There are many demands on the time, skills, and ingenuity of budget and program analysts, budget officers, and other staff working on budget execution and formulation.   These demands can be overwhelming and excessive.  Is there anything that can be done to avoid being overwhelmed and overstressed?  What drives the workloads that budget analysts face?  What can be done about it?

The work is intrinsically complex and involves time-consuming research and analysis.  It is well recognized that budget work places stringent demands on those who work in the process.  According to the Federal Office of Personnel Management's (OPM) prior classification standards for budget analysis, "For all positions in this series the work is characterized by tight time frames and rigid deadlines, i.e., a set of actionable events and milestones in the budget process."  Any work that must be completed within "rigid deadlines" is bound to be stressful if done well - and even more stressful if it cannot be done well.  A review of the process as outlined in this site will illustrate what is meant by this - much must be done in a short time.

Multiple simultaneous demands that may be mutually exclusive.    Budget people tend to work multiple processes at the same time.  Budget formulation for one year overlaps budget execution for other years, while additional demands are placed on these people for whatever may come up that can be best handled by those who know about the programs, the organization, and who know how to get things done, i.e., the budget people. In addition to actual work performance demands that may be contradictory, there is the simple fact that budgeting is ultimately about allocating, or rationing, scarce resources, and not everyone can be kept happy all the time.  There are losers, some who are sore, and the people who do budget work have to face them on a daily basis.  And losers tend to have longer memories than winners.

To compound the problem, in the Federal establishment there is pressure to cut down the numbers of people doing budget work.  The former National Performance Review (NPR) identified budget positions as being in excess in the Federal establishment.   This at the time when the NPR itself dramatically increased the amount of work expected from these staffs.  (This is evidence of what I have known for some time - much of the Federal managerial establishment knows little of what it takes to do budget work.)  More work with less people, achieve more with less.   Familiar, but sadly not possible when the process does not change.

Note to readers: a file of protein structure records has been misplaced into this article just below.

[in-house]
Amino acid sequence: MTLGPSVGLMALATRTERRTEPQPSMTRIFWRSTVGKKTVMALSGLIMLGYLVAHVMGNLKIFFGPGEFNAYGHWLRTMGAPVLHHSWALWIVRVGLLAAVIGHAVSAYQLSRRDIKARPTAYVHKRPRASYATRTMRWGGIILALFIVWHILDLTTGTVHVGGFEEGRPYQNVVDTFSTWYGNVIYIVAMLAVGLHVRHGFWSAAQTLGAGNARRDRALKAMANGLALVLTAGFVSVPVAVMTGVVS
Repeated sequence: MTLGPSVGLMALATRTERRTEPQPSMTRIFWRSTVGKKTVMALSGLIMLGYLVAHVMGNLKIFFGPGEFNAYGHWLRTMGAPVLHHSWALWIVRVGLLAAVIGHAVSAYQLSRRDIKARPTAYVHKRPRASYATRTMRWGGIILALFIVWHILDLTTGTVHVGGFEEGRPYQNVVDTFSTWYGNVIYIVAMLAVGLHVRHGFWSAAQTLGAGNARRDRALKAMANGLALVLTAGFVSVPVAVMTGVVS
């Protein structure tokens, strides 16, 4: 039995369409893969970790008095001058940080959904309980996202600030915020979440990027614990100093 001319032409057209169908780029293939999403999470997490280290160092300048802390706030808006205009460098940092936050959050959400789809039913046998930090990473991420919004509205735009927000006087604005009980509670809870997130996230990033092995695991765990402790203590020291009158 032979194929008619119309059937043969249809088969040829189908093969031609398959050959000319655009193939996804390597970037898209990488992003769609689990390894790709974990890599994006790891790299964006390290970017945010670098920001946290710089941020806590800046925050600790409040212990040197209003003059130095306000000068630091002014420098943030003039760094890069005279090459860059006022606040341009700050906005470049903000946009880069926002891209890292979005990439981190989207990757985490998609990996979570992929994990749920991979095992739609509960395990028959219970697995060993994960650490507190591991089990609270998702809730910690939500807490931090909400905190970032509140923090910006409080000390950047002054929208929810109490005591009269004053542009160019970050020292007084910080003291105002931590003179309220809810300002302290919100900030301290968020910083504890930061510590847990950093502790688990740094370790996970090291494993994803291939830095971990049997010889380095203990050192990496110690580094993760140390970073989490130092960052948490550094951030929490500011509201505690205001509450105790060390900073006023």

All this sounds like a recipe for insanity.  But the work must be fulfilling for many since someone gets most of the work done (albeit with some problems, as evidenced by the constant criticism of agencies for "waste" and for failure to develop appropriate performance measures).
So how do people succeed, personally and professionally, in a system with so many negative characteristics?  Neither you nor I can change the process drivers.  The only advice I can give is related to personal control and, for some, survival.  If you are working in a good organization with strong, knowledgeable leadership and senior analysts who can help you, this advice may not be needed.  But most of you probably do not work in an ideal environment.  Then, you should:

  • Be prepared.  Control the process to the extent you can by knowing what will come up and planning for it (this site should help you in this) and setting priorities.
  • Be ready for the obvious analysis or justification document.   Know the process and know what will be required next by your own agency.  (If you need help in planning and setting priorities, you may also want to review my careers page, especially the section on organization.)
  • Develop and have in place systems for fulfilling requirements.  Keep track of recurring requirements and set up systems for developing what is required.  Use information management tools as much as you can.  Stay one step ahead of the higher levels of the organization by using technology; you will feel better and have some control over your destiny.  

Don't let managers ignorant of the process bully you.  If you are confident enough of your position, or have an exit plan, let them not follow your advice.  Let them fail.  They will learn, or they may get fired.  Either way, you will have done humanity a favor.  If you think that you will be successfully blamed for failure, make sure you do the essentials that must be done for the organization to survive in the process and document what you did.  Make sure that others are aware of your accomplishments.  Take steps to leave.  (If this is your situation, you should definitely study this whole careers section.)

I hope these thoughts are helpful to you, and that the process does not turn out as I envision it.  But if the process for you is better than I imagine, you will have lost nothing by being prepared.  And if the process has been a nightmare for you, being prepared will help alleviate it.